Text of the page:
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Encouraging Patients to Be Compliant


Encouraging good patient means better cash flow for your practice and better use of your patients’ medical dollars as well.

The current economy is difficult for everyone. It is very difficult for medical practices to ensure that their patients remain compliant with routine office visits and taking medications in these times. I will share some of my practice's methods for encouraging patients to be compliant.

Any medical practice office manager will tell you that the only way to keep the staff busy is to encourage patients to schedule follow-up appointments at the time of check out. We have all seen this in our day-to-day work flow. Patients will call the office for medication refills, scheduling of tests, etc., and will only do so if the office staff allows them to do so without a physician visit. This is the only way that we can adequately cover our expenses for the reception and nursing staff. We must keep the schedule as full as we possibly can. Certainly with the difficult economic times we have all witnessed patients calling for medication refills without an office visit. Our policy is to refill medications as needed so that our patients will not have a lapse in their therapy. However, we must take care not to encourage poor behavior from our patients. We keep a record of repetitive refill requests and after such a request is granted once, we require that a follow-up visit is scheduled and kept before subsequent refills are given. Be firm with the policy and the patients will comply.

For our patients that have somehow built up a large balance, we encourage them to set up a payment plan. Once a problem patient is identified, we require them to pay their co-pay up front before any services are rendered. For the patients in our practice, this constitutes about 5 percent to 10 percent of our patient panel. We hear every excuse ranging from "I forgot my checkbook" to "I just can't afford the copay right now." Again, we are very forgiving and understanding of our patients' economic woes, however policies are put in place to not encourage repetitive bad payment behaviors. It has always been my experience that patients who build up large balances end up not being compliant with taking medications, getting preventive tests scheduled, etc and once those problem patients are identified, we do not provide services for them until a payment plan has been put in place. Certainly a small percentage of those patients will elect to transfer their care to another practice, however those patients are ultimately problem patients and our practice is better off without them.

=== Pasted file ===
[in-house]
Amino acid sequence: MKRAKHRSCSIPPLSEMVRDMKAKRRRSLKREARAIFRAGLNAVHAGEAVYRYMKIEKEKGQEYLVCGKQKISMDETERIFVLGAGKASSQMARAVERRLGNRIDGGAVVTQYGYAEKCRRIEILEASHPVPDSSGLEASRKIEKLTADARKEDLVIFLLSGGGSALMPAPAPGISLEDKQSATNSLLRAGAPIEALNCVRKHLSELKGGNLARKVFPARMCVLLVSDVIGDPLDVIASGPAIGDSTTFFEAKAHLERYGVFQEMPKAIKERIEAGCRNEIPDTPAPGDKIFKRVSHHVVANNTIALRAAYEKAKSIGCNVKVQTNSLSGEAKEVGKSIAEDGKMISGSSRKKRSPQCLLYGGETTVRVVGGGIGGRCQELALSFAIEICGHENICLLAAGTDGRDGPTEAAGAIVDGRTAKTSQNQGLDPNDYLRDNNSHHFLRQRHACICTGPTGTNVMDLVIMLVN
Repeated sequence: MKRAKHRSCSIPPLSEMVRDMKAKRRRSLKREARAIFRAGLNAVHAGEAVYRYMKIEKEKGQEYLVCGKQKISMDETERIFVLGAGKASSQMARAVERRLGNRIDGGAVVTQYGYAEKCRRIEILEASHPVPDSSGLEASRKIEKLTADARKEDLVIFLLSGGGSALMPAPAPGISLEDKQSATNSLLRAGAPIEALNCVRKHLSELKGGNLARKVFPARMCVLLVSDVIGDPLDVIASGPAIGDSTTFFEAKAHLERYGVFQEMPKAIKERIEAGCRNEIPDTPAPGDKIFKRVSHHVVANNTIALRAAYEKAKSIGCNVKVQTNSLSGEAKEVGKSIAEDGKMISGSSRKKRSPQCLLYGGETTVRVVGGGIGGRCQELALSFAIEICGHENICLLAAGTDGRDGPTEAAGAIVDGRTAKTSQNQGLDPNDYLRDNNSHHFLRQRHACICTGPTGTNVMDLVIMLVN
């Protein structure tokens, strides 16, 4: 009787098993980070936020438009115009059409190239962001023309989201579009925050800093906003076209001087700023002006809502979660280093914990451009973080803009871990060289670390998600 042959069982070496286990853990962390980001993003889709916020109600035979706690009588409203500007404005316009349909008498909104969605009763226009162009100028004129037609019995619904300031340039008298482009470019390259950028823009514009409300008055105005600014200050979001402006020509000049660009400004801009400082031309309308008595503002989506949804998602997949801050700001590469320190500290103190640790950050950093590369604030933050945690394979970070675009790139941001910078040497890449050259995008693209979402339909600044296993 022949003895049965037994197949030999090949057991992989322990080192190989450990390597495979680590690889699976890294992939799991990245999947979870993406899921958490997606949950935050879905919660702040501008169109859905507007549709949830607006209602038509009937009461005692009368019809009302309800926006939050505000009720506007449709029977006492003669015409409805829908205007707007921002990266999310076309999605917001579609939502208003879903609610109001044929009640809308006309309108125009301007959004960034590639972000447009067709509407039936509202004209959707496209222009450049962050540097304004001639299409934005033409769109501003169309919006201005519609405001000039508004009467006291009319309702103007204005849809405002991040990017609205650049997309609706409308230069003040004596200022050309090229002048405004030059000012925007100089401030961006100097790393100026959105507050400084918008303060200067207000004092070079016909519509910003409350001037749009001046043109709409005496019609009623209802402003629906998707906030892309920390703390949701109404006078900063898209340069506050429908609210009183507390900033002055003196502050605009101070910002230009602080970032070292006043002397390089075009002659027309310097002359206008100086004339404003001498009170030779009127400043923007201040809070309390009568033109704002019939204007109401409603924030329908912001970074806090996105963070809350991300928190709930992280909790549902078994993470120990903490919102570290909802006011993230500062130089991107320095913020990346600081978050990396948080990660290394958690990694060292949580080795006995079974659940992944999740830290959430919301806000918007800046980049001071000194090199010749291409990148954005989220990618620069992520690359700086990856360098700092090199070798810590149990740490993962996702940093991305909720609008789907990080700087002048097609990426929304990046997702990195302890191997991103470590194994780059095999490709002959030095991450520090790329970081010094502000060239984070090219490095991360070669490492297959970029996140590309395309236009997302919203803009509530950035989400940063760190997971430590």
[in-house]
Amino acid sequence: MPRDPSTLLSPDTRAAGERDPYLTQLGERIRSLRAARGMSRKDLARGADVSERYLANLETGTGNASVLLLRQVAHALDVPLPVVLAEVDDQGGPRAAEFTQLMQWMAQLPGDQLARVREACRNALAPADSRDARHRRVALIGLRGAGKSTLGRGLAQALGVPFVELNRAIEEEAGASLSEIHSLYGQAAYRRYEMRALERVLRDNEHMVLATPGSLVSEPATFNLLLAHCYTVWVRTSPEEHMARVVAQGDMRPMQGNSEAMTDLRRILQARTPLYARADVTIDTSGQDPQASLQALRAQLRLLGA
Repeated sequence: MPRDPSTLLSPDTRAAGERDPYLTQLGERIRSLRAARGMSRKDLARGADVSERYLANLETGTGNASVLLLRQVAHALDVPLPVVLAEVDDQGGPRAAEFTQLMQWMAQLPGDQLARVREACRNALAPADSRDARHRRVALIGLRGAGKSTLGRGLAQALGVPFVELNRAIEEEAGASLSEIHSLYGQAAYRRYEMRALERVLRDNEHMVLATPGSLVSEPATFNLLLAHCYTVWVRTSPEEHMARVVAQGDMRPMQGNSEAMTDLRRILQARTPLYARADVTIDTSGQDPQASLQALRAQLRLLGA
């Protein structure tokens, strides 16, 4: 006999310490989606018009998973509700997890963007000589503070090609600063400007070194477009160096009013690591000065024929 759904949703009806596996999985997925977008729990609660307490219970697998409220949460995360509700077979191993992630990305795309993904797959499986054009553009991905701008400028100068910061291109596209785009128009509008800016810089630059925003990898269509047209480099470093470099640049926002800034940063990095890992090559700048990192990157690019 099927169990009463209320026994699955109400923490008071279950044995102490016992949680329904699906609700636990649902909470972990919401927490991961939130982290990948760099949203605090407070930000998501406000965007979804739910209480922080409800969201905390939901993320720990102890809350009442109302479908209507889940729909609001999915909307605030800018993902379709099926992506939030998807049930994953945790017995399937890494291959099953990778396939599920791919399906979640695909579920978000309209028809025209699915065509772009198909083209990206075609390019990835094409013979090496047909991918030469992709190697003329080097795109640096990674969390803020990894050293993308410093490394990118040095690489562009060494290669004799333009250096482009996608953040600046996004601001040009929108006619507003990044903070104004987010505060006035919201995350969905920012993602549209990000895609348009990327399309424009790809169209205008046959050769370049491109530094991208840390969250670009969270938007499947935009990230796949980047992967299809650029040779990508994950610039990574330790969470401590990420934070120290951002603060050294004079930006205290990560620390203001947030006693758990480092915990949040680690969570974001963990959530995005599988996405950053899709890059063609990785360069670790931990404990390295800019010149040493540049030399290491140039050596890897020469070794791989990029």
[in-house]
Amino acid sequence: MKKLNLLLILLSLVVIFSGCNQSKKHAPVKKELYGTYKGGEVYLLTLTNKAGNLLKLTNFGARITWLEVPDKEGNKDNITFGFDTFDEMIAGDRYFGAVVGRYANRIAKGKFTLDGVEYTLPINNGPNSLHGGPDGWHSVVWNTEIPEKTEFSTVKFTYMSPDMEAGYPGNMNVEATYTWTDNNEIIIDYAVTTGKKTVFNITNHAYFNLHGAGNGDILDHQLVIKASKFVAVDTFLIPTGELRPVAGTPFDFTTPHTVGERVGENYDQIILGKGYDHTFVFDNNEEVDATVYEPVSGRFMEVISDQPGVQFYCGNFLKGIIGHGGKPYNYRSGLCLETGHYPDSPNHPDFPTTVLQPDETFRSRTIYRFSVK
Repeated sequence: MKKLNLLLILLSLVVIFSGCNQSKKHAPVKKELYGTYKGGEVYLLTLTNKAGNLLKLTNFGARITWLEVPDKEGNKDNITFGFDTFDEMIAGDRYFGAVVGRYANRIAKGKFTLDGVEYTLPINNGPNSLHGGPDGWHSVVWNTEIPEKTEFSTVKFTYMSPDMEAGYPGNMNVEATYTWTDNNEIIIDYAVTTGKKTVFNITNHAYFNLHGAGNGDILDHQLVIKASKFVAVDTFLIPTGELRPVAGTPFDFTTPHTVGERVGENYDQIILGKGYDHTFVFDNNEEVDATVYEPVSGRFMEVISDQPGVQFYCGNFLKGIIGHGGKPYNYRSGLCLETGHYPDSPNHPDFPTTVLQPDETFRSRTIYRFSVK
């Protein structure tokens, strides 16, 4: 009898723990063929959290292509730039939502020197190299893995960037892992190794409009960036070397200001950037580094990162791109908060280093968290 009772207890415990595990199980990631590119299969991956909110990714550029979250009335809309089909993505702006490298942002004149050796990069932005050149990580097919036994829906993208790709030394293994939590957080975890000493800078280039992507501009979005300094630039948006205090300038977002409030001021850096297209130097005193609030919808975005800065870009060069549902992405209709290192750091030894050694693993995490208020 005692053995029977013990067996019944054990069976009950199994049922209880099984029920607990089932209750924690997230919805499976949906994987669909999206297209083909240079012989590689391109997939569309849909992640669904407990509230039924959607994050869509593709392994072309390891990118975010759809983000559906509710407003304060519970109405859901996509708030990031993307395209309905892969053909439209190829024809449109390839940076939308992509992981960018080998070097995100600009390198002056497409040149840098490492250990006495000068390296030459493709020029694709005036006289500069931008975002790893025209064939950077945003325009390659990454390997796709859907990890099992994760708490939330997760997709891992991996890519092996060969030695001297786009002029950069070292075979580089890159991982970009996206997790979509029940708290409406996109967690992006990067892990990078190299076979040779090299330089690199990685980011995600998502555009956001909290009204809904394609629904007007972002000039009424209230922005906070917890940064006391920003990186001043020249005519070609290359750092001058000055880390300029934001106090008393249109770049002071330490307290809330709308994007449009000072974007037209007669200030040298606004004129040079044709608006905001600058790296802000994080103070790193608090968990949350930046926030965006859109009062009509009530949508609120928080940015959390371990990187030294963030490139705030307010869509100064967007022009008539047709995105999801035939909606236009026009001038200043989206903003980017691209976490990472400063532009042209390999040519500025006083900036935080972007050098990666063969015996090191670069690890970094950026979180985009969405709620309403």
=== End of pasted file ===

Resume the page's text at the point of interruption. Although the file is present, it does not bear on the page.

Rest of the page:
We do offer a percentage discount to those patients if they elect to pay off their balance in lump sum. Offer them a 10 or 15 percent discount if they pay off their balance in full. It is far better to collect 85 percent to 90 percent of a balance rather than zero percent. This practice has been generally well received by everyone, however, we do not offer a continuous discount to those who have large balances. The best practice is to encourage the reception staff to collect all co-pays and balance payments at the time of service so that the large balances do not add up.

It is also important to ensure that patients who are compliant with their therapies and follow up are positively encouraged to remain compliant. Patients that keep themselves healthy are reminded that keeping such good medical behaviors will insure that the frequency of their follow-up visits will be decreased. Such behavior will not only allow the patients to remain healthy, it will also decrease the complexity of their follow-up visits and will result in the physician being more efficient with their time. This can also result in possibly one or two more open slots being available for scheduling other visits during the day.

Everyone is being pressed by our current economic situation. Insurance plans are forcing patients to have higher co-pays, higher deductibles, higher out of pocket prescription costs and ultimately this can have a devastating effect on a medical practice's cash flow. However you choose to positively encourage good patient behavior, always remind your patients that you will always strive to be as conservative with their medical dollars as you can.

Find out more about J. Scott Litton and our other Practice Notes bloggers.

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